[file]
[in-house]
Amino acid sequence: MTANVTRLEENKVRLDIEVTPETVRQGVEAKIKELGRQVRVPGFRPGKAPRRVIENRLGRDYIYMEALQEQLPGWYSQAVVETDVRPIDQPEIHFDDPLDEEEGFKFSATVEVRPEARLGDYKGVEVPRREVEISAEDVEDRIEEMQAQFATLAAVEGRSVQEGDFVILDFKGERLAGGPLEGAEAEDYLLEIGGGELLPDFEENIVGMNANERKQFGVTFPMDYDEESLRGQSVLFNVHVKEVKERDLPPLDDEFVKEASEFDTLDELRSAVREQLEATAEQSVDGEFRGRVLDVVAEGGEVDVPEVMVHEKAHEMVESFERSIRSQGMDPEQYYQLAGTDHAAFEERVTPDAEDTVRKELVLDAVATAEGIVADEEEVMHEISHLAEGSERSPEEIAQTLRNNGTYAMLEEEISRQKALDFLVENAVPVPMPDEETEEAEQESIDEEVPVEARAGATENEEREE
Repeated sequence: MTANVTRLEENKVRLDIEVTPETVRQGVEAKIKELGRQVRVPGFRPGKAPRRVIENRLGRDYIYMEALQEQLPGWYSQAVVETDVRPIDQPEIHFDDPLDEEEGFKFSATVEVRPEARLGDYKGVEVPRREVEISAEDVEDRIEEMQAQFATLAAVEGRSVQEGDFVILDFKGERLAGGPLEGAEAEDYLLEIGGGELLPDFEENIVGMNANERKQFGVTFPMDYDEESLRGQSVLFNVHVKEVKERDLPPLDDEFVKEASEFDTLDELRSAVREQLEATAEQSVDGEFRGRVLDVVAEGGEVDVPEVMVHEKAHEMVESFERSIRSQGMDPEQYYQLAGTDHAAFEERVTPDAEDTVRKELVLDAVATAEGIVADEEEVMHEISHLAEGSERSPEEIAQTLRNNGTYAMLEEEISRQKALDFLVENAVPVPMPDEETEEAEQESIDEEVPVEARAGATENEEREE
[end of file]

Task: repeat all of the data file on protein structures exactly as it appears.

[in-house]
Amino acid sequence: MTANVTRLEENKVRLDIEVTPETVRQGVEAKIKELGRQVRVPGFRPGKAPRRVIENRLGRDYIYMEALQEQLPGWYSQAVVETDVRPIDQPEIHFDDPLDEEEGFKFSATVEVRPEARLGDYKGVEVPRREVEISAEDVEDRIEEMQAQFATLAAVEGRSVQEGDFVILDFKGERLAGGPLEGAEAEDYLLEIGGGELLPDFEENIVGMNANERKQFGVTFPMDYDEESLRGQSVLFNVHVKEVKERDLPPLDDEFVKEASEFDTLDELRSAVREQLEATAEQSVDGEFRGRVLDVVAEGGEVDVPEVMVHEKAHEMVESFERSIRSQGMDPEQYYQLAGTDHAAFEERVTPDAEDTVRKELVLDAVATAEGIVADEEEVMHEISHLAEGSERSPEEIAQTLRNNGTYAMLEEEISRQKALDFLVENAVPVPMPDEETEEAEQESIDEEVPVEARAGATENEEREE
Repeated sequence: MTANVTRLEENKVRLDIEVTPETVRQGVEAKIKELGRQVRVPGFRPGKAPRRVIENRLGRDYIYMEALQEQLPGWYSQAVVETDVRPIDQPEIHFDDPLDEEEGFKFSATVEVRPEARLGDYKGVEVPRREVEISAEDVEDRIEEMQAQFATLAAVEGRSVQEGDFVILDFKGERLAGGPLEGAEAEDYLLEIGGGELLPDFEENIVGMNANERKQFGVTFPMDYDEESLRGQSVLFNVHVKEVKERDLPPLDDEFVKEASEFDTLDELRSAVREQLEATAEQSVDGEFRGRVLDVVAEGGEVDVPEVMVHEKAHEMVESFERSIRSQGMDPEQYYQLAGTDHAAFEERVTPDAEDTVRKELVLDAVATAEGIVADEEEVMHEISHLAEGSERSPEEIAQTLRNNGTYAMLEEEISRQKALDFLVENAVPVPMPDEETEEAEQESIDEEVPVEARAGATENEEREE